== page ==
Boysenberry Festival is one of the tastiest seasons of fun at Knott’s Berry Farm. We had a blast this year – we enjoyed all the food offerings, especially the boysenberry cake milkshakes and chocolate dipped boysenberry cheesecake on a stick. We also loved the new shows and boysenberry merchandise. I would have to say that this was the best Boysenberry Festival to date!
This year there are tons of great boysenberry merchandise. It included items such as boysenberry chocolates, jerky, soda, candy, coffee and even a complete bath and body line. We picked up the annual boysenberry festival tees for the whole family, and this year we purchased a real boysenberry plant to take home and plant. Yep, we are going to grow our own boysenberries.
If you were one of the lucky ones who also purchased a boysenberry plant during the boysenberry festival, then you are probably getting ready to plant it. You will be happy to know that right now is the best time of year to plant boysenberry plants, and if you have a nice sunny spot in your yard (as boysenberries love the sun and only partial shade), then you are good to go.
Here are some great tips on how to plant and grow your boysenberry plant:
First, you want to make sure that the pH in your soil is correct for growing boysenberry plants. A pH range from 6-7 is ideal. If it is not in this range, you can add lime to raise it, and sulfur to lower it. It is also best to incorporate compost and nutrients into the soil. The compost will help with drainage.
Next, you need to create a structure that will support your boysenberry as they grow. Boysenberries are a vine plant, so they will continue to wrap themselves around anything they can vine onto. You can simply use a trellis found at your nearest garden store, or build one yourself. A few poles and some wire will work just fine. Space out the poles along a fence and string three to four wires across them. You can use plant ties to help keep them secure.
If you rather plant your boysenberry plant in a flower pot, make sure to get one that is at least 18 inches wide and 12-14 inches deep. It also needs to have several drainage holes and be filled with the slightly acidic soil mentioned above. Plant the boysenberry plant in the middle of the container and place a trellis, cage or poles entwined with wire. Make sure to also add compost and nutrients.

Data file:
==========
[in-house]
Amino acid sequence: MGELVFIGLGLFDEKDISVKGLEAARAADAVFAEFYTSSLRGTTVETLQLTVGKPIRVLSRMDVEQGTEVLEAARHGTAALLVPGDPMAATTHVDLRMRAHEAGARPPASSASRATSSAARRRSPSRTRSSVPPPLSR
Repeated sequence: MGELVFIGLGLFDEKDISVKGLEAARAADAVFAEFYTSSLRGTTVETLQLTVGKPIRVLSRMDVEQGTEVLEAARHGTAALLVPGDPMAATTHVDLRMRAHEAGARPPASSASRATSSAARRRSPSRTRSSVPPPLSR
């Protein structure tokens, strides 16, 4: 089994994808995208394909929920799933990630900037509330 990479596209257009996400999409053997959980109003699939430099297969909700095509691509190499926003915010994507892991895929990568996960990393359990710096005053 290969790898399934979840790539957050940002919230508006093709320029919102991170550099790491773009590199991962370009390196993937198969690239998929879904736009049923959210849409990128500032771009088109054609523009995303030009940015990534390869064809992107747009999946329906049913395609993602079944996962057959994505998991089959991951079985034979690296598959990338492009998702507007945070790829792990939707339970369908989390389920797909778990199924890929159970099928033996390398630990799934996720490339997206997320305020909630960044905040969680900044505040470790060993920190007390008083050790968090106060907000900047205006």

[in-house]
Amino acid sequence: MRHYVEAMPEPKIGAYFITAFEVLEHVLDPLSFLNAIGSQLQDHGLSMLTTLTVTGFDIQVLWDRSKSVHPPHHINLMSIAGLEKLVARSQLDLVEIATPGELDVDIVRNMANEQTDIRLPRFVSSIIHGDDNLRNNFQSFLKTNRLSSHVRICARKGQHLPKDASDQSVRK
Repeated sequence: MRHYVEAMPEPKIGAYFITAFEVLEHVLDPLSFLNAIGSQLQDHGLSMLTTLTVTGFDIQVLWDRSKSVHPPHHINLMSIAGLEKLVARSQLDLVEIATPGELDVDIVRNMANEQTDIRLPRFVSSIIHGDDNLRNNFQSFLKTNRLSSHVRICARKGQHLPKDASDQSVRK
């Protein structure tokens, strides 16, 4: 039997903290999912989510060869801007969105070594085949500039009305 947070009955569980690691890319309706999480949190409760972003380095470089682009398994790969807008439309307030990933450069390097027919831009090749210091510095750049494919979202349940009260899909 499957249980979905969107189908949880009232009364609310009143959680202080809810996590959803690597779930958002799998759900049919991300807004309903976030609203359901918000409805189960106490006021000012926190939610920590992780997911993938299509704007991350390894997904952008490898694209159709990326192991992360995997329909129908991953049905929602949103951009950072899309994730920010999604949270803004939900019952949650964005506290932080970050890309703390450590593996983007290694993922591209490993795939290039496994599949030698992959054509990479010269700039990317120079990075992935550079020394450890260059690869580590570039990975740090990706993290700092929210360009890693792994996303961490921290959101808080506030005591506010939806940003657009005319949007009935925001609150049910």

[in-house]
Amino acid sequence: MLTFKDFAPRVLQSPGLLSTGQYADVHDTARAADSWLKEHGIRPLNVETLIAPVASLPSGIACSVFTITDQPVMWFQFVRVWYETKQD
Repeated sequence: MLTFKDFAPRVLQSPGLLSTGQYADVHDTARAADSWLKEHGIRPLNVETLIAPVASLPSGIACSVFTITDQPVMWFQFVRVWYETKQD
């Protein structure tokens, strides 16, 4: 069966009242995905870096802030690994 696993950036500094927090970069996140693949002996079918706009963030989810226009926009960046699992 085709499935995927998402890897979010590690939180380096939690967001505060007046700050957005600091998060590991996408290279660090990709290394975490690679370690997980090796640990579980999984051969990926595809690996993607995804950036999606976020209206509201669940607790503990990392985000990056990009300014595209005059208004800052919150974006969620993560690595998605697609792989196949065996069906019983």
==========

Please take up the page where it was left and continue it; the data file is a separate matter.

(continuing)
Boysenberries grow best in moist soil. You never want the soil to become dried out because boysenberries are not drought tolerant. The moisture helps produce the boysenberry buds and berry development. When you water, make sure the water goes deep, but be careful not to overwater or flood your plants. Also, try not get the leaves wet because that can cause rot and disease to your boysenberry plant. It is best to water in the morning so that any moisture on the leave can dry up in the sunshine.
Once you have planted your boysenberry plant, you can spread a layer of mulch or wood chips over the soil. This will combat weeds and keep some of the moisture in the soil. Fertilize the boysenberries with a 20-20-20 mix (nitrogen, phosphorus, potassium) at the beginning of spring and then every 4 weeks after that. Till in the fertilizer and then re-mulch the soil each time. If you have used a container to plant your boysenberry plant, you will need to water and fertilize it more often as containers have limited volume.
As the boysenberry plant grows and vines, use plant ties to secure it to your trellis or wire structure. You will see a white flower bloom, and once they have been pollinated, they will grow a boysenberry. You will know a boysenberry is ripe when it is dark purple, plump and shiny.
After the berries are harvested at the end of summer, the vines will need to be pruned. This is usually done between autumn and winter. Make sure to use clean cutting tools – you can soak in one part water, one part alcohol. Pruning involves cutting the fruit-bearing vines down and any of the long or weak vines to shorten. The fruit-bearing vines will be woody, and the next year will produce even more fruit. Boysenberry plants go dormant in winter, but they will be back next spring ready to start the berry growing process all over again!
Hope you enjoy your boysenberry plant.